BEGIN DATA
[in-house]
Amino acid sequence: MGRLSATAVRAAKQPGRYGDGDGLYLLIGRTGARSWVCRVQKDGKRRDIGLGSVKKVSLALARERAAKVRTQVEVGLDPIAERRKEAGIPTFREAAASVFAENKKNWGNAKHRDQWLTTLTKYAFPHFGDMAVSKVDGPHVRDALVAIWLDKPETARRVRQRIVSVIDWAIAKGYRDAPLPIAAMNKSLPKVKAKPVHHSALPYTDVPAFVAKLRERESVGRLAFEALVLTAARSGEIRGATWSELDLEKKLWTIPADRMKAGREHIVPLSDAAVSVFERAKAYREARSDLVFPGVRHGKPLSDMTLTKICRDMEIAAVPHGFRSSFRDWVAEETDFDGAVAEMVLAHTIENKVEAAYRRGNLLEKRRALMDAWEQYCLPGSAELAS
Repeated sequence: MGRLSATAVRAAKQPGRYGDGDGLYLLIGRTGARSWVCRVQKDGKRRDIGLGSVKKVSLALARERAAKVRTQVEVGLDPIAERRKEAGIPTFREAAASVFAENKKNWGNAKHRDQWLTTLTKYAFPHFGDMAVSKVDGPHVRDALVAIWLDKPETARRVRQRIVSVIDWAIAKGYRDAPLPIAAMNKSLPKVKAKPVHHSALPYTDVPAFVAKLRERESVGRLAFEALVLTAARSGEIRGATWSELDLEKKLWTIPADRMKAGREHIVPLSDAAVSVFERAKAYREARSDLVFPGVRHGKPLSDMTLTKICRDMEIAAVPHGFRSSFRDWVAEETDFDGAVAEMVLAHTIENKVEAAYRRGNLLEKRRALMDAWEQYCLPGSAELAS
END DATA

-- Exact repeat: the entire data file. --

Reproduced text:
[in-house]
Amino acid sequence: MGRLSATAVRAAKQPGRYGDGDGLYLLIGRTGARSWVCRVQKDGKRRDIGLGSVKKVSLALARERAAKVRTQVEVGLDPIAERRKEAGIPTFREAAASVFAENKKNWGNAKHRDQWLTTLTKYAFPHFGDMAVSKVDGPHVRDALVAIWLDKPETARRVRQRIVSVIDWAIAKGYRDAPLPIAAMNKSLPKVKAKPVHHSALPYTDVPAFVAKLRERESVGRLAFEALVLTAARSGEIRGATWSELDLEKKLWTIPADRMKAGREHIVPLSDAAVSVFERAKAYREARSDLVFPGVRHGKPLSDMTLTKICRDMEIAAVPHGFRSSFRDWVAEETDFDGAVAEMVLAHTIENKVEAAYRRGNLLEKRRALMDAWEQYCLPGSAELAS
Repeated sequence: MGRLSATAVRAAKQPGRYGDGDGLYLLIGRTGARSWVCRVQKDGKRRDIGLGSVKKVSLALARERAAKVRTQVEVGLDPIAERRKEAGIPTFREAAASVFAENKKNWGNAKHRDQWLTTLTKYAFPHFGDMAVSKVDGPHVRDALVAIWLDKPETARRVRQRIVSVIDWAIAKGYRDAPLPIAAMNKSLPKVKAKPVHHSALPYTDVPAFVAKLRERESVGRLAFEALVLTAARSGEIRGATWSELDLEKKLWTIPADRMKAGREHIVPLSDAAVSVFERAKAYREARSDLVFPGVRHGKPLSDMTLTKICRDMEIAAVPHGFRSSFRDWVAEETDFDGAVAEMVLAHTIENKVEAAYRRGNLLEKRRALMDAWEQYCLPGSAELAS